Q&A Why are you Hurting your Husband with Polygamy?

ThreeringsQuestion: Salaams Fiona

I have been reading some of your posts and I am sometimes upset and sometimes worried and saddened by your disregard for the wisdom of sharia. I have some questions.

When you have your child, whom shall the child call father and whom shall the child obey? And whose name shall the child carry?

Polygamy is healthy and safe but polyandry brings much risk of std, how can you defend that?

How can you keep woman’s feminine nature in caring for her house, husband and children if you must act like a man?

How can you respect a husband who allows you to have another man?

How can you live with this pain and jealousy and hurt that you are giving your husband?

Polygamy is allowed with restrictions to be fair and just and protect your wives and care for them. It is allowed because it is good for the women and children too. If you are jealous or hurting you could have had help from a wise imam or a good online forum and it makes me much sad to see you hurt your husband and children instead.

I wish you well and hope you will make good on this.

Peace.

Answer: Wow. I’ll just bite my tongue and hope somebody else will answer this, as I think I’d better calm down before I put anything down in print. //F

 

15 thoughts on “Q&A Why are you Hurting your Husband with Polygamy?

  1. Good God/dess, who the hell wrote that utter claptrap? SMFH. Yeah I think I will sit this one out too. About to head into work and would be sitting here til lunch hour screaming lol!

  2. I’ll take a stab at it, since I am always trying to find the right way to respond to people who are stupid but have power, and so the stupidity of their words is hidden underneath the veneer of power. But I hope others will step in here also.

    “Dear” “Peace”:
    This is per your ” questions”. First you said that you are: ” saddened by your disregard for the wisdom of sharia.” The reason you have feelings about what someone else is doing with their life is likely because you are not paying attention to your own life.

    You asked: “whom shall the child call father” The father.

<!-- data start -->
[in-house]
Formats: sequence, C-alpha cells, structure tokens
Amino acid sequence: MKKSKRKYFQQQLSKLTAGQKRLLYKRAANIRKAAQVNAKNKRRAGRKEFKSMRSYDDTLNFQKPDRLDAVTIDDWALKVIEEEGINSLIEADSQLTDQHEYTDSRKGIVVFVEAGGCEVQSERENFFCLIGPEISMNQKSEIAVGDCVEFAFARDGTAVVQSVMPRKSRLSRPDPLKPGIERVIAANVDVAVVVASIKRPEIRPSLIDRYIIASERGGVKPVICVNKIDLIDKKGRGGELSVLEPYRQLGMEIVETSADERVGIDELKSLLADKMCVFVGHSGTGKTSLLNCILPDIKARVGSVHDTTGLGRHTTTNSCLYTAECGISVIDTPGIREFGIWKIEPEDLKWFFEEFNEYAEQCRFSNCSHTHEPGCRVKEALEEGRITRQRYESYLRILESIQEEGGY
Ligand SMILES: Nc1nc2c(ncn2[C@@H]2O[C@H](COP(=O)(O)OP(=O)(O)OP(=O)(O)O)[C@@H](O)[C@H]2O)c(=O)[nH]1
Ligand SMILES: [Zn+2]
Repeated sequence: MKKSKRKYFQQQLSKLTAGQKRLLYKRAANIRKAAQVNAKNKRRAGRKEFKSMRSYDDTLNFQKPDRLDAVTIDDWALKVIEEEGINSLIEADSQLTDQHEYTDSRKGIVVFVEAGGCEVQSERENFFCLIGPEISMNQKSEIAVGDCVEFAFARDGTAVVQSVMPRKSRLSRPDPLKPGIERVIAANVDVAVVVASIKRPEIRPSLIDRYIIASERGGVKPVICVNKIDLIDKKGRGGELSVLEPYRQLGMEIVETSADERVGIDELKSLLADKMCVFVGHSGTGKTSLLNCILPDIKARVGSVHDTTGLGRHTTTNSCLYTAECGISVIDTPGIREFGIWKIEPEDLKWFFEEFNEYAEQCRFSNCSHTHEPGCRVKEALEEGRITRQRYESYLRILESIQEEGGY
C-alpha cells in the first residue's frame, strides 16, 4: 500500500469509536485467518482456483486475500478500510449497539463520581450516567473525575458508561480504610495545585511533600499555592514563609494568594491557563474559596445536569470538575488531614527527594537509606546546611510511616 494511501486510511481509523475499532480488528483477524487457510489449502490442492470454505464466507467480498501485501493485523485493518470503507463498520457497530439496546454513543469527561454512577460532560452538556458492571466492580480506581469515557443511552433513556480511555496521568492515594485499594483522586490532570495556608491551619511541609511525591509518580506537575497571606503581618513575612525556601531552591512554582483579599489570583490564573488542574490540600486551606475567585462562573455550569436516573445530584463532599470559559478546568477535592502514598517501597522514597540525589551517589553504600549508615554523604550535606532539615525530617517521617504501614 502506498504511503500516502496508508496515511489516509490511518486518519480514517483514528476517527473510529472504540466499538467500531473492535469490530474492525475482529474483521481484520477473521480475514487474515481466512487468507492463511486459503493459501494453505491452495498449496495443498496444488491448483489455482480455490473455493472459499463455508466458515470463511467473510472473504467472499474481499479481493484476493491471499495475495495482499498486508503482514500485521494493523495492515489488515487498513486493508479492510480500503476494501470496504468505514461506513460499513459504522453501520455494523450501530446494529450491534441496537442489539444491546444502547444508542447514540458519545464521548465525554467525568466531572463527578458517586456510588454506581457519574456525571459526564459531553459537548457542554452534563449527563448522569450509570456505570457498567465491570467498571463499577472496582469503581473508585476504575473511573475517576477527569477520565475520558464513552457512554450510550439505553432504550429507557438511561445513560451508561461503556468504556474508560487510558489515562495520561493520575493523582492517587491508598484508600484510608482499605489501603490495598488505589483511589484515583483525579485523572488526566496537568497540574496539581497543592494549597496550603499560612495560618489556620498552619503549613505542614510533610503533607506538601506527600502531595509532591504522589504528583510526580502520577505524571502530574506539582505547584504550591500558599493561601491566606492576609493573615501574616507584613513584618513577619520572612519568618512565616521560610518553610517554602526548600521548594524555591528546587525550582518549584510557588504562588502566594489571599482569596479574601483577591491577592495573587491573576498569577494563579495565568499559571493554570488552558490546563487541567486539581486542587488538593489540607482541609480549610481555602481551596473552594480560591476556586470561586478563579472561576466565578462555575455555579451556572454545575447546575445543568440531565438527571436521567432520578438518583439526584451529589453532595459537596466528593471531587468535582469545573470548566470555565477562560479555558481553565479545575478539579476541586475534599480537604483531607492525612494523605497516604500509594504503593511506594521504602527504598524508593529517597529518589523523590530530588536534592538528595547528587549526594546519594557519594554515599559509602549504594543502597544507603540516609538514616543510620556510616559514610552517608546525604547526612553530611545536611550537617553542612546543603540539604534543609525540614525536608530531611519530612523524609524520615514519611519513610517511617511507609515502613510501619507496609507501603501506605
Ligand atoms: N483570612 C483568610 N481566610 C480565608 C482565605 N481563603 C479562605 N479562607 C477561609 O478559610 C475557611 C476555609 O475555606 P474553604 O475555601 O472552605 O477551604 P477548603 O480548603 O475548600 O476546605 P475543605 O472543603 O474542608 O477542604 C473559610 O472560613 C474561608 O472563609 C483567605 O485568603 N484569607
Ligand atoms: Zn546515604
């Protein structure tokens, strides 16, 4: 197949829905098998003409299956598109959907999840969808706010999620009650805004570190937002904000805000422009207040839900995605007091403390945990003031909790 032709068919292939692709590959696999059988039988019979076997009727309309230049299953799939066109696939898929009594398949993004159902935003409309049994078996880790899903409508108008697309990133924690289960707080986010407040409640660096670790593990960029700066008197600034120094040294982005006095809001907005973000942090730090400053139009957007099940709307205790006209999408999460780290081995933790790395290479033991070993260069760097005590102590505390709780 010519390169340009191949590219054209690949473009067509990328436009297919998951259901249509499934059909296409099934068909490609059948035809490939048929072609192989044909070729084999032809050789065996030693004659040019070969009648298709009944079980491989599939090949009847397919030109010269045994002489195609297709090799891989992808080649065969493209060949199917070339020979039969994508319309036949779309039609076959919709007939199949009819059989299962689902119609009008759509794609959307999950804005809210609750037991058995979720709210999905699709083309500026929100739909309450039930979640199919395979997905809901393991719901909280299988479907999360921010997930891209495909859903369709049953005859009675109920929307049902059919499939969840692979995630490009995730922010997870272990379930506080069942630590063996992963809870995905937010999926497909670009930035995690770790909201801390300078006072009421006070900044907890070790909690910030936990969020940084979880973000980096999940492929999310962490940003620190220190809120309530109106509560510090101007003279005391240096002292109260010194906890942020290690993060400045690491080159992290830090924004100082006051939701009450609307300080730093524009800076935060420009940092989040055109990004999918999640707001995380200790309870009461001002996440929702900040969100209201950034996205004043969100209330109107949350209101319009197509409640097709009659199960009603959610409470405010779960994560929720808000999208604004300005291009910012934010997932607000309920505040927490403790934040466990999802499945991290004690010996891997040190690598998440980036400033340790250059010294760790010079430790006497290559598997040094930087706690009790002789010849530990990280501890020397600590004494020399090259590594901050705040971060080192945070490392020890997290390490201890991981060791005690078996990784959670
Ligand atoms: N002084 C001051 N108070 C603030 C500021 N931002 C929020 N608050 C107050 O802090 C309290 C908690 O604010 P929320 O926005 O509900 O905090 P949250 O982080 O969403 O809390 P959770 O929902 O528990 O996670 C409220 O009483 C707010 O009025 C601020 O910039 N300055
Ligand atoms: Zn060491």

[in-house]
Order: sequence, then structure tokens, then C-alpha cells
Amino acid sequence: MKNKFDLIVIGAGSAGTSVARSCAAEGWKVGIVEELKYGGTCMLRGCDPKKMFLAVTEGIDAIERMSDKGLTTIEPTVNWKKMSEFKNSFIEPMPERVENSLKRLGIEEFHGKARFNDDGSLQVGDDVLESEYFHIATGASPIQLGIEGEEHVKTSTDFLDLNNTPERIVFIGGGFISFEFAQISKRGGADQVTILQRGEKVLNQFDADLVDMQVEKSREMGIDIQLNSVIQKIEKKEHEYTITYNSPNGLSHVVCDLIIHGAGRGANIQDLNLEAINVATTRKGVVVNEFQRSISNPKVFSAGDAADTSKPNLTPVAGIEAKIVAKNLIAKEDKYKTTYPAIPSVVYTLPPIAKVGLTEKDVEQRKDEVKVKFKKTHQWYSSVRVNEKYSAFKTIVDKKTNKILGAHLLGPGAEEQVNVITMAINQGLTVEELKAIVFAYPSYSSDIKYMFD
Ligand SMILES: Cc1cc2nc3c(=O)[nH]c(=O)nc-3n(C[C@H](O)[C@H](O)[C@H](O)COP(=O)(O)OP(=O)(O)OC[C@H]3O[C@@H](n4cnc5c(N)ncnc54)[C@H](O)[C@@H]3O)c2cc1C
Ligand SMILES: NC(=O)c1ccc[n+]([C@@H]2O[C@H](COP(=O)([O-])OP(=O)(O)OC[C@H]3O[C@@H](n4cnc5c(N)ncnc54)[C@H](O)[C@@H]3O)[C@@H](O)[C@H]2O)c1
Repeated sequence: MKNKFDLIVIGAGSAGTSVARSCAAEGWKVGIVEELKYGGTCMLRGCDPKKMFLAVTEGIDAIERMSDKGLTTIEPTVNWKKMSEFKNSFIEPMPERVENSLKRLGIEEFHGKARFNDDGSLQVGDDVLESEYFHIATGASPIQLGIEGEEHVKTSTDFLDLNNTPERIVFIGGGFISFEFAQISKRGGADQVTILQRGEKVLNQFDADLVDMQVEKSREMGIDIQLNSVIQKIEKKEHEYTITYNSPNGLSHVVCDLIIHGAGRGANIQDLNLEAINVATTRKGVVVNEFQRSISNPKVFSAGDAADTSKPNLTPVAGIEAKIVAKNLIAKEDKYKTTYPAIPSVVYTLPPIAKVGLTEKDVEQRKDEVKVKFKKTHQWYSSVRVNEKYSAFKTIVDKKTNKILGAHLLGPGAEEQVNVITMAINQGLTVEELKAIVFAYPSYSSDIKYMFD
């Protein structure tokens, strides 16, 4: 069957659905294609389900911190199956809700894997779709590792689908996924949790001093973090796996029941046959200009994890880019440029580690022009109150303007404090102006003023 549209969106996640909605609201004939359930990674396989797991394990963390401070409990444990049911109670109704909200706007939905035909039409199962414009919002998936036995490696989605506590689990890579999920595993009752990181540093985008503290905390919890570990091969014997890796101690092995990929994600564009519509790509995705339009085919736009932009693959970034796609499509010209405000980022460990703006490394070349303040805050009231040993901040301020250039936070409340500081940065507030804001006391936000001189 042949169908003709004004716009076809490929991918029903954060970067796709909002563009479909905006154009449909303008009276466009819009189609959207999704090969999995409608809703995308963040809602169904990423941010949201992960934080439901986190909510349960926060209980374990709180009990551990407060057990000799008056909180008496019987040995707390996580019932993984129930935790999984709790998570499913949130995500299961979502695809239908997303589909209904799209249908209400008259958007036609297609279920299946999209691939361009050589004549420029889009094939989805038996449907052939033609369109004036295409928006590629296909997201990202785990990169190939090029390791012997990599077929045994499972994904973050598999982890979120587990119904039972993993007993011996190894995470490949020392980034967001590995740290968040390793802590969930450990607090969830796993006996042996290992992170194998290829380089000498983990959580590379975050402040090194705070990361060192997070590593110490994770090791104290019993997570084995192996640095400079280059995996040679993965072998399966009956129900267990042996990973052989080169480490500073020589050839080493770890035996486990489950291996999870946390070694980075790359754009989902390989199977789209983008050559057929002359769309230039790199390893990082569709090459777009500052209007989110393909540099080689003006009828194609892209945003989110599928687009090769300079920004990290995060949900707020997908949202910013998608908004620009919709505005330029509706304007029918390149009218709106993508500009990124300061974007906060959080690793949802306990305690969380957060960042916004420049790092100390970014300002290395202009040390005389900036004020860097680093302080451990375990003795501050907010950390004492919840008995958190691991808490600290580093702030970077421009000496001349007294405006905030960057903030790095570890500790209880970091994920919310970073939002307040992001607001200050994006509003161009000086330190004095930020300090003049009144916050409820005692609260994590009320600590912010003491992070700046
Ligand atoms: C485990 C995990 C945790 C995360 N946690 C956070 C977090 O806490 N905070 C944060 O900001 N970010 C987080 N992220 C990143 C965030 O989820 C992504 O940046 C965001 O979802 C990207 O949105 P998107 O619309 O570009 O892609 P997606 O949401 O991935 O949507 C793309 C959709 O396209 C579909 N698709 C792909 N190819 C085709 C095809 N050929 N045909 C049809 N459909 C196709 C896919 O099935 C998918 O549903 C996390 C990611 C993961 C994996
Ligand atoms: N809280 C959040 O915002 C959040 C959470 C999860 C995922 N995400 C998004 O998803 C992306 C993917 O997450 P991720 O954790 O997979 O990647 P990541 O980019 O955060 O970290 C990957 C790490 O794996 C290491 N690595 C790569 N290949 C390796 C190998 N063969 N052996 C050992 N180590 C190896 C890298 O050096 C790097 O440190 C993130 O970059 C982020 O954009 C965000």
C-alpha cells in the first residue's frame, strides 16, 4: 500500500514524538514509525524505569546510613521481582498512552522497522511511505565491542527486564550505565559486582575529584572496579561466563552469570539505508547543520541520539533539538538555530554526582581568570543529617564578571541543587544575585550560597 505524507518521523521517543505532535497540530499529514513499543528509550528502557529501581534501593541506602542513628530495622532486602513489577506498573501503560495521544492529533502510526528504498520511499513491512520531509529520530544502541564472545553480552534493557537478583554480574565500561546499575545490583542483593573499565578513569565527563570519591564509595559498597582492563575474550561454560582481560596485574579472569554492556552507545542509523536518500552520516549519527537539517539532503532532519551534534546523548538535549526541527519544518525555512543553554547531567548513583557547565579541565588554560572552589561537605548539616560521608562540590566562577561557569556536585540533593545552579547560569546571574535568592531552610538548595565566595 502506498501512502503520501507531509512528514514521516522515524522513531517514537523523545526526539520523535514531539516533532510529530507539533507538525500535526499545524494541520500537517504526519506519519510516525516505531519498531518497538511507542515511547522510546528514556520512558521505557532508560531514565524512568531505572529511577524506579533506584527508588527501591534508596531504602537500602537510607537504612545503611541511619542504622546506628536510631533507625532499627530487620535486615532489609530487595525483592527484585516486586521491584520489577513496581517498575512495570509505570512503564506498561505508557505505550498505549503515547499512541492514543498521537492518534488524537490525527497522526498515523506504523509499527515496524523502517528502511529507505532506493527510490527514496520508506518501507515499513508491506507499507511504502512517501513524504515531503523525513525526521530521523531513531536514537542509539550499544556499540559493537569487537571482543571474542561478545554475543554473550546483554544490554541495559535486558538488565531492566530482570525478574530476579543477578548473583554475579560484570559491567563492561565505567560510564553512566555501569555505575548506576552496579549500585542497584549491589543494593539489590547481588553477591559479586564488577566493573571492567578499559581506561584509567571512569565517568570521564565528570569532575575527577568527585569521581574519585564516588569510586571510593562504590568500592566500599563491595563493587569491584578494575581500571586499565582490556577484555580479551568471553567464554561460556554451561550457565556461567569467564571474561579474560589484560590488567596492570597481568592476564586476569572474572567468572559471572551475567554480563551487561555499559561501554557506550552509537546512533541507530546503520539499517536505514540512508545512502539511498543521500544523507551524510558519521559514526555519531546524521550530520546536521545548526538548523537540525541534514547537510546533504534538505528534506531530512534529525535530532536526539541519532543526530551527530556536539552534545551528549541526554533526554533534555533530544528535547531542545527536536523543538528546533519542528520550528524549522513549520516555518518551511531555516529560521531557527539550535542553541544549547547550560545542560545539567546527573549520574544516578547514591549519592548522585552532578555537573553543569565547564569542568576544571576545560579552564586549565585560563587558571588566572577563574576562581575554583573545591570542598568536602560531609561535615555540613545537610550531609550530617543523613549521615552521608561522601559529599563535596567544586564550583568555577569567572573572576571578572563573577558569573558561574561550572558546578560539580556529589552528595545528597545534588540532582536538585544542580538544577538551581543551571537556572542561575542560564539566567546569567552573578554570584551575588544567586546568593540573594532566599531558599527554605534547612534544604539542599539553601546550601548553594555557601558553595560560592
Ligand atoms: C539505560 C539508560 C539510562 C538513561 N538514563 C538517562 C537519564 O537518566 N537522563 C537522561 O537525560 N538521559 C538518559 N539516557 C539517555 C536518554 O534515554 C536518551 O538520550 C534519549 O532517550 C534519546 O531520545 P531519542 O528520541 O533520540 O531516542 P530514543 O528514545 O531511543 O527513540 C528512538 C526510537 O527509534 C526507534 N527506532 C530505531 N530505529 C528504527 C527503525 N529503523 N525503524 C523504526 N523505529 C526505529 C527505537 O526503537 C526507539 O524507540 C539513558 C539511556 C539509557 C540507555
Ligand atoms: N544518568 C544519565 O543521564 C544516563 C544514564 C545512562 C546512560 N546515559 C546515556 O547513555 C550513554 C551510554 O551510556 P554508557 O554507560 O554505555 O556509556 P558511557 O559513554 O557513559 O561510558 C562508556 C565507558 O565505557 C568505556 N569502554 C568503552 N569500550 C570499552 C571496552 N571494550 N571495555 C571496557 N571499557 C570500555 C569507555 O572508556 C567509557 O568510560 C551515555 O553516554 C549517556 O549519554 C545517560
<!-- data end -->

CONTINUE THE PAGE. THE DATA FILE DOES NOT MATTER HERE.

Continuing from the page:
You asked: “and whom shall the child obey?” The mother and the father.

    You said:” Polygamy is healthy and safe but polyandry brings much risk of std” . I’m not sure where you got your education, but that notwithstanding, you have just revealed a basic fact about the male psyche. They have an unconsciously low opinion of themselves. IMO, that is the main reason men strut around the way they do.

    You asked: “How can you keep woman’s feminine nature in caring for her house, husband and children if you must act like a man” Are you a woman? If not, quit talking about what feminine nature is.

    You asked: “How can you live with this pain and jealousy and hurt that you are giving your husband” Well, let us know how you live with the pain and jealousy you cause the women who have the misfortune to be your plural wives, and we’ll take some tips.

    You said: “it makes me much sad to see you hurt your husband and children”. See response to the first comment.

    You said: “I wish you well and hope you will make good on this”. Do you believe that your admission into jennah depends upon women doing what you want them to do? Is this why you are disguising an obvious power grab underneath a veneer of well wishes for the women? Telling you for the 3rd time to go back to the response to the first comment probably won’t work. So let me make you a litte Venn diagram; the circles do not intersect. What a woman does is none of your business.

    Do you have any more questions.?
    D